Pore-C: a complete, end-to-end workflow for chromatin conformation capture, published in Nature Biotechnology

In a recently published paper, Oxford Nanopore’s Genomic Applications team, in collaboration with Marcin Imielinski’s lab at Cornell/NYGC, outline their complete solution for investigating chromatin conformation

Pore-C, an end-to-end workflow unique to Oxford Nanopore, combines chromatin conformation capture (3C) with direct, long nanopore sequencing reads. With nanopore reads, long-range, multi-way contact information can be obtained. This cannot be achieved using Hi-C — the commonly used short-read-based 3C method, which produces pairwise data, limiting its utility for generating higher-order structural information.

Investigating genome architecture and enabling large genome assembly

This newly published workflow not only reveals higher-order contact information from multiple loci, but also large structural variants and chromosomal rearrangements. Furthermore, Pore-C requires no amplification steps, so repetitive and GC-rich regions are resolved with high contiguity and DNA modifications are preserved in the long nanopore reads. Epigenetic and higher-order contact information enables genome-wide analyses of 3D cooperativity.

This means that Pore-C can be used to scaffold and improve the quality of existing genome assemblies to generate chromosome-scale assemblies, discover unique insights into the higher-order genome organisation of a species of interest, and reveal epigenetic information for a more comprehensive understanding of gene regulation. For example, gene activation, or silencing, may require the interaction of two or more physically distinct loci. Pore-C can detect such higher-order chromatin complexes, revealing enhancers, silencers, and insulators in one long sequencing read.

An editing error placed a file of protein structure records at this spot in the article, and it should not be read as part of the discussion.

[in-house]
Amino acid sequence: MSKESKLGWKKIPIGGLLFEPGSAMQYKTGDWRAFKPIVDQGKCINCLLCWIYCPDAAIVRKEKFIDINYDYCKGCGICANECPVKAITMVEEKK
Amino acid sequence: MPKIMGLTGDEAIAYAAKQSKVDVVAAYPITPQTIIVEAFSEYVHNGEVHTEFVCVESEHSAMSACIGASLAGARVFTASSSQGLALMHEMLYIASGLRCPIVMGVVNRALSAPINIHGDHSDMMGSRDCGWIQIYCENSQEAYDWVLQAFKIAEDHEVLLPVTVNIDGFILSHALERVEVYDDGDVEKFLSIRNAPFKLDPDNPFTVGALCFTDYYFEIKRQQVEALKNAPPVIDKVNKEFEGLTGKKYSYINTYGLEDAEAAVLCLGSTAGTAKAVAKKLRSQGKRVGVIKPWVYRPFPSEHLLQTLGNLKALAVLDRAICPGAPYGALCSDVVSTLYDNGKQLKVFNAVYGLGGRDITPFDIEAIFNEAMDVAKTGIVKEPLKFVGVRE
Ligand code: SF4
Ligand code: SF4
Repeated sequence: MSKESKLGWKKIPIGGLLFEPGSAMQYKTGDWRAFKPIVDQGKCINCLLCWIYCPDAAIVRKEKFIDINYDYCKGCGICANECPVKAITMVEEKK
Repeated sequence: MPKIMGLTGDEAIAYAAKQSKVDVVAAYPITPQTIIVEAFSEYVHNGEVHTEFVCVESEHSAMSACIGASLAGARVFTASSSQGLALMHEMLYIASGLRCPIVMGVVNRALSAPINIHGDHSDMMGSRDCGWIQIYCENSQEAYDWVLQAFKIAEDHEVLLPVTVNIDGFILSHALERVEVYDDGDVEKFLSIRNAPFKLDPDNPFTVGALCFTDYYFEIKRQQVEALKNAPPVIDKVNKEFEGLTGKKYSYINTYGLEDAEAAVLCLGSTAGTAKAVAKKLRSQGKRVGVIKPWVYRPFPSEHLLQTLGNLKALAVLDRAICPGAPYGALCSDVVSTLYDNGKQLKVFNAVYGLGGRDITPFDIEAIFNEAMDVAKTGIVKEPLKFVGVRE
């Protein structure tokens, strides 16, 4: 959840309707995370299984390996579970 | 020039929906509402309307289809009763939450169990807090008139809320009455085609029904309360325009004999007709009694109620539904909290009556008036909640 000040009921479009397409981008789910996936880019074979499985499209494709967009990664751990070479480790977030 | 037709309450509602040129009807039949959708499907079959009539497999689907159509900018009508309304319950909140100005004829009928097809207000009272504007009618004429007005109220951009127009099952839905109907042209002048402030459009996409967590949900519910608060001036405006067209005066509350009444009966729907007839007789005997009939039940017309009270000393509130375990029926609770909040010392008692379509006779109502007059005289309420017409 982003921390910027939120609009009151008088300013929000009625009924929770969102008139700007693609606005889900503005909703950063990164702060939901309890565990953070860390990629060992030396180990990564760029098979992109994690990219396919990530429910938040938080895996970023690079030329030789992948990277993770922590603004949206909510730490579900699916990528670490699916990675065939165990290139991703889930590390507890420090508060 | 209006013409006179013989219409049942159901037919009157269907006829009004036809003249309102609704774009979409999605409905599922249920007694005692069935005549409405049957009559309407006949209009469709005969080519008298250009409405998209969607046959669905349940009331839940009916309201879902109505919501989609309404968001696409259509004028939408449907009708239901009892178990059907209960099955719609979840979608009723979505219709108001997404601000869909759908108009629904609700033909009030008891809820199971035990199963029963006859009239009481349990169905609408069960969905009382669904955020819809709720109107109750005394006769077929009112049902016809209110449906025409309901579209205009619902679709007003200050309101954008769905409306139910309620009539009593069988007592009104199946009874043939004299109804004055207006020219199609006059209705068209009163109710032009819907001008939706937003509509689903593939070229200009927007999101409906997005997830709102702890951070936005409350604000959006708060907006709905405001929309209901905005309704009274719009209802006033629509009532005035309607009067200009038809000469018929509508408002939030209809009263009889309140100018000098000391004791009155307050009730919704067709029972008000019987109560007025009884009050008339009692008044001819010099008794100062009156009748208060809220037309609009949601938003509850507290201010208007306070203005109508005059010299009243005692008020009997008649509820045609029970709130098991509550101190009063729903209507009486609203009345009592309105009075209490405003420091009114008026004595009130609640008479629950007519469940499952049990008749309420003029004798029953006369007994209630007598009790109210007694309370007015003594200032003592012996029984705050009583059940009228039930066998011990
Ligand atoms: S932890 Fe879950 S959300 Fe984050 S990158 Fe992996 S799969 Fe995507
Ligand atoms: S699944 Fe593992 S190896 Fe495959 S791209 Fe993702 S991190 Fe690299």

More in-depth interrogation

Using Oxford Nanopore sequencing the following can be obtained with Pore-C from the same sample, and the same sequencing run:

  • Higher-order, multi-way contact data

  • Epigenetic modifications

  • Proximity information which enables chromosome-scale scaffolding and phasing

  • Structural variation detection and resolution — including highly-complex, megabase-spanning variants.

Together, these provide an unprecedented understanding of the regulation of gene expression, all on one platform.

The Pore-C workflow has a wide range of potential uses, including cancer research. In the study Deshpande et al. explain that ‘Pore-C profiling of malignant cells may help identify... noncoding structural variant cancer drivers, which may be particularly relevant to the biology of advanced and therapy-resistant cancers’. Additionally, when used with Oxford Nanopore’s highest-throughput PromethION device, the study team generated up to 200 Gb of Pore-C sequence data with ‘comparable per Gb reagent costs’ to standard 3C methodologies.

Pore-C allows us to fully explore the complexities of long-range genomic and epigenomic interactions across the 3-dimensional genome. Additionally, Pore-C could enhance large genome assemblies for a vast range of organisms, from animals to plants and even those that are polyploid or have completely unknown genome sequences. This has the potential to give us a far deeper understanding of genomic organisation as well as cellular processes such as gene regulation.

Pore-C links: